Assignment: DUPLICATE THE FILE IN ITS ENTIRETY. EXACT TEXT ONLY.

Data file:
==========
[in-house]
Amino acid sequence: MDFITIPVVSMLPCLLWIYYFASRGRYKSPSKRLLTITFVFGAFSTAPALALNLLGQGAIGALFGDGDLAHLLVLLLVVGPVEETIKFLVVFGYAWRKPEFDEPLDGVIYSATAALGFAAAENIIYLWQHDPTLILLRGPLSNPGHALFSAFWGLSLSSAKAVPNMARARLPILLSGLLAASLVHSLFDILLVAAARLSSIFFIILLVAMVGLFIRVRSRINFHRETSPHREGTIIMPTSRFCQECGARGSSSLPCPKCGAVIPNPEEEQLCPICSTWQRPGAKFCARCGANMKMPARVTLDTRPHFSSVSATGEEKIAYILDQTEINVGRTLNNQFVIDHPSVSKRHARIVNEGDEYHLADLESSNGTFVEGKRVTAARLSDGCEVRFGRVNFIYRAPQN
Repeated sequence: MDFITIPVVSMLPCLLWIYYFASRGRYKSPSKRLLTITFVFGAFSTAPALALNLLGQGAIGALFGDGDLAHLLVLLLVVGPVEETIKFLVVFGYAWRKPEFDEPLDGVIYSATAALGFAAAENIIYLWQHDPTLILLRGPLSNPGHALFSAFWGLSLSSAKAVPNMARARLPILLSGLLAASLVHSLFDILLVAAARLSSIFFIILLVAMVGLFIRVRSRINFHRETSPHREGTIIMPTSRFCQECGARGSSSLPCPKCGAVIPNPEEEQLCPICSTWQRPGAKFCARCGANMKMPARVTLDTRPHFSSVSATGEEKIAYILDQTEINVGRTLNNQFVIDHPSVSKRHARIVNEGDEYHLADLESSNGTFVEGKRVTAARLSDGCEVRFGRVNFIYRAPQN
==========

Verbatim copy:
[in-house]
Amino acid sequence: MDFITIPVVSMLPCLLWIYYFASRGRYKSPSKRLLTITFVFGAFSTAPALALNLLGQGAIGALFGDGDLAHLLVLLLVVGPVEETIKFLVVFGYAWRKPEFDEPLDGVIYSATAALGFAAAENIIYLWQHDPTLILLRGPLSNPGHALFSAFWGLSLSSAKAVPNMARARLPILLSGLLAASLVHSLFDILLVAAARLSSIFFIILLVAMVGLFIRVRSRINFHRETSPHREGTIIMPTSRFCQECGARGSSSLPCPKCGAVIPNPEEEQLCPICSTWQRPGAKFCARCGANMKMPARVTLDTRPHFSSVSATGEEKIAYILDQTEINVGRTLNNQFVIDHPSVSKRHARIVNEGDEYHLADLESSNGTFVEGKRVTAARLSDGCEVRFGRVNFIYRAPQN
Repeated sequence: MDFITIPVVSMLPCLLWIYYFASRGRYKSPSKRLLTITFVFGAFSTAPALALNLLGQGAIGALFGDGDLAHLLVLLLVVGPVEETIKFLVVFGYAWRKPEFDEPLDGVIYSATAALGFAAAENIIYLWQHDPTLILLRGPLSNPGHALFSAFWGLSLSSAKAVPNMARARLPILLSGLLAASLVHSLFDILLVAAARLSSIFFIILLVAMVGLFIRVRSRINFHRETSPHREGTIIMPTSRFCQECGARGSSSLPCPKCGAVIPNPEEEQLCPICSTWQRPGAKFCARCGANMKMPARVTLDTRPHFSSVSATGEEKIAYILDQTEINVGRTLNNQFVIDHPSVSKRHARIVNEGDEYHLADLESSNGTFVEGKRVTAARLSDGCEVRFGRVNFIYRAPQN